While it’s good the Nobel Memorial Prize in Economics went to researchers who study poverty, their research falls far short of describing its structural causes, says development economist David Ruccio.
GREG WILPERT: Welcome to The Real News Network. I’m Greg Wilpert in Baltimore.
This week, the Nobel Memorial Prize in Economic Sciences was awarded to three economists doing research on the issue of poverty; Abhijit Banerjee and Esther Duflo, both of MIT, and Michael Kremer of Harvard University. Duflo is the youngest to win the economics prize and she is the second woman to have been awarded. Also, it is the third time the prize went to non-white economists. This year’s award was also unusual in that it awarded a research method more than a particular theory or discovery, and that the topic was the issue of poverty. Here’s a brief clip from Jakob Svensson, a member of the Prize Committee for Economic Sciences, explaining the research of the award winners.
JAKOB SVENSSON: The new experimental approach has pushed the research frontier forward in crucial ways. First, it helps us identify the causes of poverty. Second, it helps us draw conclusions about causal effects of policies to fight global poverty. And finally, it facilitates the analysis of cost-effectiveness across different options or policies to reduce global poverty. Well, in essence, in the new approach, this broad question about why are schoolchildren not learning, are broken down into more detailed and specific questions, such as: What’s the impact of providing more school inputs – for example, textbooks? How can we reduce teacher absence? And what’s the impact of such a reform? And then it tries to answer these specific questions using field experiments, that is experiments among the people most affected.
GREG WILPERT: The Nobel Memorial Prize in Economics was originally not part of Alfred Nobel’s awards, but it was launched over 70 years later, in 1969, by Sweden’s Central Bank, which is why it is the only one called a “Memorial Prize.” It has often been criticized, however, for its rather pro-capitalist bent.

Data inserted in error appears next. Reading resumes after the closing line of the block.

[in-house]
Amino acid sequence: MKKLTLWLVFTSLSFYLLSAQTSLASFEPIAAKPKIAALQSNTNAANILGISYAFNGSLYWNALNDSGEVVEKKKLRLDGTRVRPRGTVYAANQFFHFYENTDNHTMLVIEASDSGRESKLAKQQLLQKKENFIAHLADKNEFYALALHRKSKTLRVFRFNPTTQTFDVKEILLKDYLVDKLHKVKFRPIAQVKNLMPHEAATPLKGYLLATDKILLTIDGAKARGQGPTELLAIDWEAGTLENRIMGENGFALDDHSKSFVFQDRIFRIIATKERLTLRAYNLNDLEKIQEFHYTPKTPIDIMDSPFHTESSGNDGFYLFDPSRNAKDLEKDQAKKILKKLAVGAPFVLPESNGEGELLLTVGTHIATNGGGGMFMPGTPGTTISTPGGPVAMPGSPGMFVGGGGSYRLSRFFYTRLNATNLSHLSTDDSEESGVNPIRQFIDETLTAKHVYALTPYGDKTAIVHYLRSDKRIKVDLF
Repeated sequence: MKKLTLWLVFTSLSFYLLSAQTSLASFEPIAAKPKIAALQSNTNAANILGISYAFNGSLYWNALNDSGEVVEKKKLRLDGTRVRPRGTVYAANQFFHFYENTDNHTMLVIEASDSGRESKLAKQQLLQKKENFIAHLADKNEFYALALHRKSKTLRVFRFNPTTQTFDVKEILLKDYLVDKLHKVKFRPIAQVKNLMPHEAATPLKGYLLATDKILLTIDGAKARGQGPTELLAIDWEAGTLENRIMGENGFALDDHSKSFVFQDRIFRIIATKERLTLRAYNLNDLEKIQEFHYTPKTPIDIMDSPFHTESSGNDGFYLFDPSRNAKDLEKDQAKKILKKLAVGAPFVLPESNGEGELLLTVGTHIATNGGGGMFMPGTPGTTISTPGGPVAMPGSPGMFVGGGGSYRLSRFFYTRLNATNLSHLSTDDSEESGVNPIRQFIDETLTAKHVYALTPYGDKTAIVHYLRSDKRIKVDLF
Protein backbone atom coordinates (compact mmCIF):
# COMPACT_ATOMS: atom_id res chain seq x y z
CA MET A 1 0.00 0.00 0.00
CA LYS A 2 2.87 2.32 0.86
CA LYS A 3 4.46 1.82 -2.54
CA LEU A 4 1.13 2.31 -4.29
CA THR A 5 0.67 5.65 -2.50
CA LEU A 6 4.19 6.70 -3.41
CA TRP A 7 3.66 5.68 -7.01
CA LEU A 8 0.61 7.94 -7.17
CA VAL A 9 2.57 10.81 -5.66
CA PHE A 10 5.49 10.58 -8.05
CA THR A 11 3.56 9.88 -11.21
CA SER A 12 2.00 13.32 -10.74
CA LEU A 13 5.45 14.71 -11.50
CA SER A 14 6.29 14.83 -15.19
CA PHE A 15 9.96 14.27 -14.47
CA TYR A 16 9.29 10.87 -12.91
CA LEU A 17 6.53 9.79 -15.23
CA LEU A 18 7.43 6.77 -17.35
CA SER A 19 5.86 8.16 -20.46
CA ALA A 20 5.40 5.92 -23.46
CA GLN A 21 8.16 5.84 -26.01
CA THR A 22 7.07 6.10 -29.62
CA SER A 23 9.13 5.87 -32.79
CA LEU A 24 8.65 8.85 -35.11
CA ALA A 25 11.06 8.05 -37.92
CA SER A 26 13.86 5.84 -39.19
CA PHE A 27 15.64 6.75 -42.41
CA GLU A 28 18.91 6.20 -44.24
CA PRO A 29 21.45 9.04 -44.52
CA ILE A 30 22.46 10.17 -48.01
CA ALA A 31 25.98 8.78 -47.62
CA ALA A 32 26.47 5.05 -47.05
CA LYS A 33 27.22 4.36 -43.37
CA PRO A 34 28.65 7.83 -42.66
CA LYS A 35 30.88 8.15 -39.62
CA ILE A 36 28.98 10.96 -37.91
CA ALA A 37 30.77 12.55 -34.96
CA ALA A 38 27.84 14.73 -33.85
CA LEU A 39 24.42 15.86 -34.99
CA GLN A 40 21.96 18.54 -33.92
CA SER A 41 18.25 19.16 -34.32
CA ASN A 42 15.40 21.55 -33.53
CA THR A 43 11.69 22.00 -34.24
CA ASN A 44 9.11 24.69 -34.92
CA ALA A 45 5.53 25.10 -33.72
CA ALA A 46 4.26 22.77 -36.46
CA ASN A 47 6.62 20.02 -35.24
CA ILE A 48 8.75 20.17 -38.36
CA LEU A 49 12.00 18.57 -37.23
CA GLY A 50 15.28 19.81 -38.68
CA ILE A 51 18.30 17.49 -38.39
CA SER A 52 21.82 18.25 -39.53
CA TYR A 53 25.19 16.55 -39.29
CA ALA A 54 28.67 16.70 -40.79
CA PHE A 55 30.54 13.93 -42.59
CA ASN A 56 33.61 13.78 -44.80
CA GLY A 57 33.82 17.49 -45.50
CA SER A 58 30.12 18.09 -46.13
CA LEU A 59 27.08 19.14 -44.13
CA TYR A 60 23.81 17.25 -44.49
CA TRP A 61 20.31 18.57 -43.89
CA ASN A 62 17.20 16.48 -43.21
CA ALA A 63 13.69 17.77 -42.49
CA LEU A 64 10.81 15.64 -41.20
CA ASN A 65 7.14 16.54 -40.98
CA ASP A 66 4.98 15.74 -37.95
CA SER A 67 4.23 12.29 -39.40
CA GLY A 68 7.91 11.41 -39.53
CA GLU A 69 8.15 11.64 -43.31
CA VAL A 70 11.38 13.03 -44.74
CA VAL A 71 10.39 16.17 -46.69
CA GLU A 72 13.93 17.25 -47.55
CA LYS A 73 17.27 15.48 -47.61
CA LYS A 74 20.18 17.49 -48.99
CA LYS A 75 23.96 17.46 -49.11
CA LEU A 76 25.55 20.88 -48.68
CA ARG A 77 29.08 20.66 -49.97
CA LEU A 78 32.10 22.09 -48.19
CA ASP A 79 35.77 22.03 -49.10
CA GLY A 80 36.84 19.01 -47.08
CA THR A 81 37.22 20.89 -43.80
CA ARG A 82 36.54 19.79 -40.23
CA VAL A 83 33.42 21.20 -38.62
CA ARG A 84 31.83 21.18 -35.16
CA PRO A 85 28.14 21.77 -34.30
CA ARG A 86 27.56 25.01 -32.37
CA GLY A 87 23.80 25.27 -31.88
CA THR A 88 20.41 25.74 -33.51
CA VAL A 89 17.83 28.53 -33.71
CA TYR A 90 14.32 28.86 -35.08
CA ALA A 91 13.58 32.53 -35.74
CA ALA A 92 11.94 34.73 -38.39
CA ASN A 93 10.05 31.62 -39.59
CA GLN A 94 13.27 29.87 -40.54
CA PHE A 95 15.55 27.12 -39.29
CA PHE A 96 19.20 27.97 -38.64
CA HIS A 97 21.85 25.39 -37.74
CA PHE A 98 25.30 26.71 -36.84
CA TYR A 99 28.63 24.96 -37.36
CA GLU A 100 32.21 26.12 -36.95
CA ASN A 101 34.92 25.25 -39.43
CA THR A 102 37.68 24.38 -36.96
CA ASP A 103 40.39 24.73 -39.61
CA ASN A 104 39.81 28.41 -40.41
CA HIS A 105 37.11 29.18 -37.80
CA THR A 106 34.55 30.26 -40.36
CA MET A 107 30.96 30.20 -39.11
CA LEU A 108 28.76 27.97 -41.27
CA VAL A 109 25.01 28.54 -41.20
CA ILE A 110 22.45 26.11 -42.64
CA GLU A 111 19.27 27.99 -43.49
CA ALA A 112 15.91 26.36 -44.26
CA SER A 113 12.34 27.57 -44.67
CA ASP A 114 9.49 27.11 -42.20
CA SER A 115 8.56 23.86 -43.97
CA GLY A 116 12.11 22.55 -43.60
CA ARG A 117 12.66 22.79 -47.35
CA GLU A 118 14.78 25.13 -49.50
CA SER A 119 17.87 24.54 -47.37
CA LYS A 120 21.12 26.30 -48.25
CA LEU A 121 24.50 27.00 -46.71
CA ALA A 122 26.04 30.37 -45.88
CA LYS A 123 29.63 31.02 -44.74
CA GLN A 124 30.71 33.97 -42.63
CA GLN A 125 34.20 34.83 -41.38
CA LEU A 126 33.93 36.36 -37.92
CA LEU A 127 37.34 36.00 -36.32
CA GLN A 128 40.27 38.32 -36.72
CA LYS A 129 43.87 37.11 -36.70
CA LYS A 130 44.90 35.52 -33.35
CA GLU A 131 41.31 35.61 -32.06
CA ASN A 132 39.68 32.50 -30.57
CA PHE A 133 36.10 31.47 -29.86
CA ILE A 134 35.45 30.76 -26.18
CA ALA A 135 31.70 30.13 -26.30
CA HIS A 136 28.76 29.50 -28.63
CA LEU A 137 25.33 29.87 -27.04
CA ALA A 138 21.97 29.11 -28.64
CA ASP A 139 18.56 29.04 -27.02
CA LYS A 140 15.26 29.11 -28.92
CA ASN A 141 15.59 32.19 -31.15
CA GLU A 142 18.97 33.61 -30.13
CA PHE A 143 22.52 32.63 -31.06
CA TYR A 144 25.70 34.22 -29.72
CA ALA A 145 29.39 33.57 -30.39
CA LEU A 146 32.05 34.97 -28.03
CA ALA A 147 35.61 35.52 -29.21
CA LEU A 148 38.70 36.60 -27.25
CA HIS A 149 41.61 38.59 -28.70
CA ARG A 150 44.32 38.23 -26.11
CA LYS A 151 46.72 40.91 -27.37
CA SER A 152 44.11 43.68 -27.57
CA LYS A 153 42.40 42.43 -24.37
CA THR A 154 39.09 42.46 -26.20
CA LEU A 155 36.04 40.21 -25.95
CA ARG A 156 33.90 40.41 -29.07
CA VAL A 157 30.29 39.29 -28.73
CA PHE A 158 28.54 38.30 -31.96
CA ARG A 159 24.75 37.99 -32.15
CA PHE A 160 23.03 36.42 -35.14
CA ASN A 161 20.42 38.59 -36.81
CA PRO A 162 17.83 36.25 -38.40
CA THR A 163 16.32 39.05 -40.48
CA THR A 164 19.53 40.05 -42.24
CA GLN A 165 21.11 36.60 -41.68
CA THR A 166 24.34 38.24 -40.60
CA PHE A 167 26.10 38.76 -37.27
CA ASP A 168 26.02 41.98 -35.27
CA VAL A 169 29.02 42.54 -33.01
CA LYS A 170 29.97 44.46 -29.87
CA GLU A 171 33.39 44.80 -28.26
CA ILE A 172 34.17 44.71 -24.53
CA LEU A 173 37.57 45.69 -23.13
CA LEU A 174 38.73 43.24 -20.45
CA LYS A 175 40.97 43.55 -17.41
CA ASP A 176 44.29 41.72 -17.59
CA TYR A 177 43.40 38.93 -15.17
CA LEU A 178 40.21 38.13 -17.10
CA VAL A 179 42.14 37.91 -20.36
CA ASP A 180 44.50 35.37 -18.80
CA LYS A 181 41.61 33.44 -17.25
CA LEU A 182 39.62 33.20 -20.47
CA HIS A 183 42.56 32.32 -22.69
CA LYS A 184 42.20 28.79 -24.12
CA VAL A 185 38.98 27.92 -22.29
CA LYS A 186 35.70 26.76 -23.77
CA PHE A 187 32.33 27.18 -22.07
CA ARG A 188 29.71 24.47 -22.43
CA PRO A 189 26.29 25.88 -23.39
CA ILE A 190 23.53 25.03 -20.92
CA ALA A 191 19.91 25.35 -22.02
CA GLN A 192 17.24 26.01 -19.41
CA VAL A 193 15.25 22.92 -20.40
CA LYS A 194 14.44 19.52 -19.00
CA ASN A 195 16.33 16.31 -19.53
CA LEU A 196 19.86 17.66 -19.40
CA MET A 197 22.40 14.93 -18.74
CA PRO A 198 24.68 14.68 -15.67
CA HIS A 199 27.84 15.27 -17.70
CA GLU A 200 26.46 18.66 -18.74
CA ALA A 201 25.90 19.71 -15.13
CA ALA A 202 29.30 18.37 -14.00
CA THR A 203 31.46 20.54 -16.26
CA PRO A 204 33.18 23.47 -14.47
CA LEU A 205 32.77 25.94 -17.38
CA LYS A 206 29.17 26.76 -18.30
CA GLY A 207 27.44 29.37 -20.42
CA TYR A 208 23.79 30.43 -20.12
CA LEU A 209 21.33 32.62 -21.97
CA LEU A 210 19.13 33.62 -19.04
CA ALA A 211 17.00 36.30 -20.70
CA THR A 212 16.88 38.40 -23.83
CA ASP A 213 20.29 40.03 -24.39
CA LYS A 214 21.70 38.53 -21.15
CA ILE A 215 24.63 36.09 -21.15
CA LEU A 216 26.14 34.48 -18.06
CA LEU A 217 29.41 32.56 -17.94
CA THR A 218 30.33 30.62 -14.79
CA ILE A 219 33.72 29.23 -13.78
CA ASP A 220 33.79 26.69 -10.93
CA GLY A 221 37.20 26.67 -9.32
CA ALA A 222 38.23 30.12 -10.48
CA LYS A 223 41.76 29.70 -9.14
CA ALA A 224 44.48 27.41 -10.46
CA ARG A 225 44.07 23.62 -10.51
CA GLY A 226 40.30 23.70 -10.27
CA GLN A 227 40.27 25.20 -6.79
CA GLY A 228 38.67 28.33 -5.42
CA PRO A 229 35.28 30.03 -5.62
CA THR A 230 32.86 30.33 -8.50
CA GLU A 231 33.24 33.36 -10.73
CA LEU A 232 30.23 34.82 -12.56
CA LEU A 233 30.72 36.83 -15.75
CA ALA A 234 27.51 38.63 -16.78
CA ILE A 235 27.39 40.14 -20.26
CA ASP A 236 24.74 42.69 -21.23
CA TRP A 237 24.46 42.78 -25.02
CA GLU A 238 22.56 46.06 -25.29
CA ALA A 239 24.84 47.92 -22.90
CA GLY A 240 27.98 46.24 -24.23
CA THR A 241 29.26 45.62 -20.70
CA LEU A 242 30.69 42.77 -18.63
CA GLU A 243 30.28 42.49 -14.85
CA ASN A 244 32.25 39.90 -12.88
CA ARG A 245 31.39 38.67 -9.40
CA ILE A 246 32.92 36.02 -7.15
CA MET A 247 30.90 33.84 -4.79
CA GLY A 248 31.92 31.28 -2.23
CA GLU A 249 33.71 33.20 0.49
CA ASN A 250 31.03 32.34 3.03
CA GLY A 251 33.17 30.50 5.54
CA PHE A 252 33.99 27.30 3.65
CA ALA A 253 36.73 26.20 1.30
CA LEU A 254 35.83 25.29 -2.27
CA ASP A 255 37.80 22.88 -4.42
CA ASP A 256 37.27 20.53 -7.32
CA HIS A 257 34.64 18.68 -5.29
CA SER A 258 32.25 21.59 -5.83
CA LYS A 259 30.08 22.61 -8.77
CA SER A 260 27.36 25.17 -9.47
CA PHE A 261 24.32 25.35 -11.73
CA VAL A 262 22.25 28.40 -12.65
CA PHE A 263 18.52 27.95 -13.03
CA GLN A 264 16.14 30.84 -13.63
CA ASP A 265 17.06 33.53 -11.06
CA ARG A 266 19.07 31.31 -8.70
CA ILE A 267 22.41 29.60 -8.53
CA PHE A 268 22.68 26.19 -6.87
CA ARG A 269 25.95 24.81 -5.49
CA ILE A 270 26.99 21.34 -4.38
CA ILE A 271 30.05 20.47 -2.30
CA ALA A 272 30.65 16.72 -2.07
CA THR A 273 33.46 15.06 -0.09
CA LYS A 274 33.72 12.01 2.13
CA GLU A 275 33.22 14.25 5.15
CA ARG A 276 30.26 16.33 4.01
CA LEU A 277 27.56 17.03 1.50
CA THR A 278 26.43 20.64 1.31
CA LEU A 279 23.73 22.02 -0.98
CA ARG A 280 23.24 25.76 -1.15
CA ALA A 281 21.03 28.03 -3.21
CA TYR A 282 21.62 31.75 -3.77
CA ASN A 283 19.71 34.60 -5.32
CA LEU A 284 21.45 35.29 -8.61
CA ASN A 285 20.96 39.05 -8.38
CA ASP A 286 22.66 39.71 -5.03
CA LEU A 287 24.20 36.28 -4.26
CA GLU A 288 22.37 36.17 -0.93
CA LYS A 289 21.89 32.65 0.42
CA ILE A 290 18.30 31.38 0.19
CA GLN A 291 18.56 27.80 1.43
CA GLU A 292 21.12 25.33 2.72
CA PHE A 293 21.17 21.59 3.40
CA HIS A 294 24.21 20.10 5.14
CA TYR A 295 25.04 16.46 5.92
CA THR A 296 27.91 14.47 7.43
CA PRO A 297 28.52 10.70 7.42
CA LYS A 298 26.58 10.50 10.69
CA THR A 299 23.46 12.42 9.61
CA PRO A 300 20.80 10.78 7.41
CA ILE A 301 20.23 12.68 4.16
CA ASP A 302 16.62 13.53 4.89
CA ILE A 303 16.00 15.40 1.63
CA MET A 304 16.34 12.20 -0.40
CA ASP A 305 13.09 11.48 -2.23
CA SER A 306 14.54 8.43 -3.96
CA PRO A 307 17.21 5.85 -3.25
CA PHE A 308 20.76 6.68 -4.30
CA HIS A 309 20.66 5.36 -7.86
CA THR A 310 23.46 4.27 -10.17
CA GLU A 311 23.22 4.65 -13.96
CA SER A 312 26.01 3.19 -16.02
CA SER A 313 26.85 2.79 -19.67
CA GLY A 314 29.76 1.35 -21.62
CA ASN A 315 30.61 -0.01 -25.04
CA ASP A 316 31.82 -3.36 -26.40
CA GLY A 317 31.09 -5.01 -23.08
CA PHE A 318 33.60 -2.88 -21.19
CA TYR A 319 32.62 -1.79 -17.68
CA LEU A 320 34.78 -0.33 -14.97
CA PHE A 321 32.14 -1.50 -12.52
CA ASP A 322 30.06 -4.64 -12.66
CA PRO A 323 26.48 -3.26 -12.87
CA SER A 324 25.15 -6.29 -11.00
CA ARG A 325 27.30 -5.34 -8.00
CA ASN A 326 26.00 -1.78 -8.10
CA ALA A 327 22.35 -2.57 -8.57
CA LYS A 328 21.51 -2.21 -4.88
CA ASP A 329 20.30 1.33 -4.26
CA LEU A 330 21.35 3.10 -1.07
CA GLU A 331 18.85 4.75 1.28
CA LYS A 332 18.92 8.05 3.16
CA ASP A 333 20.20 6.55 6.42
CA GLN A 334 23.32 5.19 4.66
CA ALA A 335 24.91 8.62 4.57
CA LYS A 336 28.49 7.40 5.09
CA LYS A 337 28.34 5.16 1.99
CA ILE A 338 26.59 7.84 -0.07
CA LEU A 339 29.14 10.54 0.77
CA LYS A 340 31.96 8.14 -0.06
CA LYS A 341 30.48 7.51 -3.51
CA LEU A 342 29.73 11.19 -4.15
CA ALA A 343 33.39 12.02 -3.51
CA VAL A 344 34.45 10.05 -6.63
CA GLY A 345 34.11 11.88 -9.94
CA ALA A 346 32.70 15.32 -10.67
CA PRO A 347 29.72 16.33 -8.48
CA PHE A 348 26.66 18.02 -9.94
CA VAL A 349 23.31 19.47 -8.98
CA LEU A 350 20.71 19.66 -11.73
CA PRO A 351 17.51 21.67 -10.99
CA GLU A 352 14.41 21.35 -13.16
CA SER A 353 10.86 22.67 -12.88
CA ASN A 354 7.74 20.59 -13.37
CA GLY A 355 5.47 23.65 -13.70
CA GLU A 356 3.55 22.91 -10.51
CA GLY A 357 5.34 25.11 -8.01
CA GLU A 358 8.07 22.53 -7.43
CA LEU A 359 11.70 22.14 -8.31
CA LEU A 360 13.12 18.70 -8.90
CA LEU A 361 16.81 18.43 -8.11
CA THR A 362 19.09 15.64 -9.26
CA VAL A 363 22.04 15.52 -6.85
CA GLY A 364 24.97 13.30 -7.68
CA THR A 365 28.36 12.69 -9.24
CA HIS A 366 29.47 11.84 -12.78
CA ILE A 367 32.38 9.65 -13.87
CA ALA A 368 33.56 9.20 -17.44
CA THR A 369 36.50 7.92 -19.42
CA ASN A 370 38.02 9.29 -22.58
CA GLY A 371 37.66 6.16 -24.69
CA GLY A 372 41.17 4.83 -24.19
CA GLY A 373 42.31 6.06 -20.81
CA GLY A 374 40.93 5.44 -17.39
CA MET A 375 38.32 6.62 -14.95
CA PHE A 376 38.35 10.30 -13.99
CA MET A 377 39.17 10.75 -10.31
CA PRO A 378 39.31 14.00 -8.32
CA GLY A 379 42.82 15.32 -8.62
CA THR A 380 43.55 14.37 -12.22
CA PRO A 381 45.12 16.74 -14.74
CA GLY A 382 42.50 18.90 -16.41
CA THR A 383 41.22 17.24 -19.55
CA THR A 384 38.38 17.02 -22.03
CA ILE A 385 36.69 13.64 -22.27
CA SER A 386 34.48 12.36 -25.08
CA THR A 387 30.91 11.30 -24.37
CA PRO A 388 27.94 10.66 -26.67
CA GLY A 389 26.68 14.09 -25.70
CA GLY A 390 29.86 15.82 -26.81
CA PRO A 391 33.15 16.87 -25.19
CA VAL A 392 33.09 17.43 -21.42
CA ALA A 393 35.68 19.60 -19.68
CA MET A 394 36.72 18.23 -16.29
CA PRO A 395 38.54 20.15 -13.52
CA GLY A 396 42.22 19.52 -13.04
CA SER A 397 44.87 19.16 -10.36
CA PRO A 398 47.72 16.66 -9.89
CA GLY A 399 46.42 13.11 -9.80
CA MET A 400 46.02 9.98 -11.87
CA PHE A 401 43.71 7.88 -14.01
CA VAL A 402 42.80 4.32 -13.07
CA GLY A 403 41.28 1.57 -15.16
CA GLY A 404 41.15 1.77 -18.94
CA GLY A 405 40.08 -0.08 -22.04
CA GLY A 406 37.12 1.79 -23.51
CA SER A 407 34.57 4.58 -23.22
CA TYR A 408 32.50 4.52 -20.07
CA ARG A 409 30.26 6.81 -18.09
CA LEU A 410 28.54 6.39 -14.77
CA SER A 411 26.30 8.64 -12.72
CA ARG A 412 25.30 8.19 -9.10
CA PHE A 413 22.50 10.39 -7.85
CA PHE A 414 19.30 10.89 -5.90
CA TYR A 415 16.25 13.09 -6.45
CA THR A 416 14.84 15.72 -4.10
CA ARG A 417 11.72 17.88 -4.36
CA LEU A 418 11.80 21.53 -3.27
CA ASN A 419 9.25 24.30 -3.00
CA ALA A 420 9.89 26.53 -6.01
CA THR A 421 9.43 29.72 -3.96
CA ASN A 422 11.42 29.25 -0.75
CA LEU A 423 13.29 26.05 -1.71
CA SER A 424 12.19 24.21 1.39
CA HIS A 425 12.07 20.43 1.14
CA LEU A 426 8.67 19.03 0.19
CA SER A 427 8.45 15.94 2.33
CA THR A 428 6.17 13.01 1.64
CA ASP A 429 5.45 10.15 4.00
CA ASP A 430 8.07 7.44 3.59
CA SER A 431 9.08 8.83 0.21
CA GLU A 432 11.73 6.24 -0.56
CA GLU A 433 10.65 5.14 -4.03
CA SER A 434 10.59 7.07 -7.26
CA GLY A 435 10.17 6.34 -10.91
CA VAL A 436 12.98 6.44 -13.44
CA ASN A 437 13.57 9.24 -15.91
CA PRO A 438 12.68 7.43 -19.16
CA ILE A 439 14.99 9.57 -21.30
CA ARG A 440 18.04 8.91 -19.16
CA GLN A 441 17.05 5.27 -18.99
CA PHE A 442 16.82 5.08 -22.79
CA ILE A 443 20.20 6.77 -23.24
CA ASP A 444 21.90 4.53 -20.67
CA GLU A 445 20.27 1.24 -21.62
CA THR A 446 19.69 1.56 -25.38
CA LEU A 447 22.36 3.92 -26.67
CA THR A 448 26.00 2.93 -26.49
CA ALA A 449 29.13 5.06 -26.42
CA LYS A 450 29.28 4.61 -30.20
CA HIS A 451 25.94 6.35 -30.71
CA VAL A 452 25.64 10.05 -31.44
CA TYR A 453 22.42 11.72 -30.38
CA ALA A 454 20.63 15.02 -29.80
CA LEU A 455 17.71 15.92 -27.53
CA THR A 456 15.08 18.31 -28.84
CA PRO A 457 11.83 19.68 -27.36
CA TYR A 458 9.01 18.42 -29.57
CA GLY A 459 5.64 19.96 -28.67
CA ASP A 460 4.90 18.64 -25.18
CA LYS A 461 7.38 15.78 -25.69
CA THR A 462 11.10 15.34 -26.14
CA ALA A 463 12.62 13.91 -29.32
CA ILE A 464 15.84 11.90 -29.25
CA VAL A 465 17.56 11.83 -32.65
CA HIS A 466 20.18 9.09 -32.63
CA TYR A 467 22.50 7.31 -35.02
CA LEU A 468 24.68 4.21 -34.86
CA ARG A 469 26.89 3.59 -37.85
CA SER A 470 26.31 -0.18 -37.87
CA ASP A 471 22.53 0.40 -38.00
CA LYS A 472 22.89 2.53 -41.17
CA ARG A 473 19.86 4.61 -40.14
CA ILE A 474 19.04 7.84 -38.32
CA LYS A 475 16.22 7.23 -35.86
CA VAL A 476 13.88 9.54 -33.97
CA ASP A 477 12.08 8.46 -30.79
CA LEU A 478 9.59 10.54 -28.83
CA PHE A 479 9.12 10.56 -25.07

Joining me now to take a closer look at this year’s Nobel Memorial Prize in Economics is David Ruccio. He recently retired as professor of economics from the University of Notre Dame, where he taught for 37 years. He specializes in the theory and practice of development economics, especially in Latin America. Thanks for joining us today, David.
DAVID RUCCIO: My pleasure.
GREG WILPERT: So poverty is certainly a major issue considering that inequality continues to rise, and that over half a billion people live in conditions of extreme poverty today, and that precarious employment affects hundreds of millions and still on the rise. So shouldn’t it be seen as something positive that this year’s economics prize went to researchers focusing on the issue of poverty?
DAVID RUCCIO: My own view is that the prize should go every year to somebody who’s focused on poverty. It’s why I got into economics to start with, and why, in fact, many economists get involved. People are bothered by poverty, widespread poverty, and poverty that seems not to diminish. As you say, over half a billion people, 700 million, some say even more, are below the deep poverty line, let alone levels above that.
GREG WILPERT: So you have long specialized in the same area of the three award winners, that is in development economics. Now, in the process, you have identified three main problems with their work. And I just wanted to focus on two of those problems. Now, first, you criticize the absence of a class analysis in their work. Now, what do you mean by that? And how does the absence of class analysis make their research problematic?
DAVID RUCCIO: It’s one of these funny things where they never mention class. They, not only Duflo, Banerjee, and Kremer, but many development economists working in the same tradition, they’re concerned about poor people. So class is there kind of in the background, lurking in the background, haunting their work, but they never explicitly mention it. They never explicitly theorize it. And so they can’t get at the class dimensions of poverty. So they’re worried, for example, about, what is the most effective way of organizing classrooms? Should students be given free textbooks or deworming pills? That’s not unimportant, but the way that that school system fits into the class structure of developing countries, just as it does in the United States, that’s never mentioned, never studied.
So when people say that they are, as the Central Bank did, studying the causes of poverty, well, as it turns out, they’re studying some of the, what we might call “smaller” causes of poverty, but not the larger ones. So they’re concerned about how that classroom is structured, how much money should be devoted to one or another little program, but they don’t think about, they don’t worry about, they don’t study the larger causes of poverty. And this is the problem with these prizes. It awards some work, but it then obscures, it hides from view, it puts to the side other kinds of view, the kinds of things that, as I say, got me involved in development economics to start with.
GREG WILPERT: Now, another criticism that you’ve levied, which is perhaps a little bit more abstract, but you’ve mentioned that it also leaves out the issue of subjectivity. Now, what do you mean by that? And how does the omission of subjectivity, that is of the people being studied and also the ones who are doing the studying, create problems for poverty research such as that of the award winners?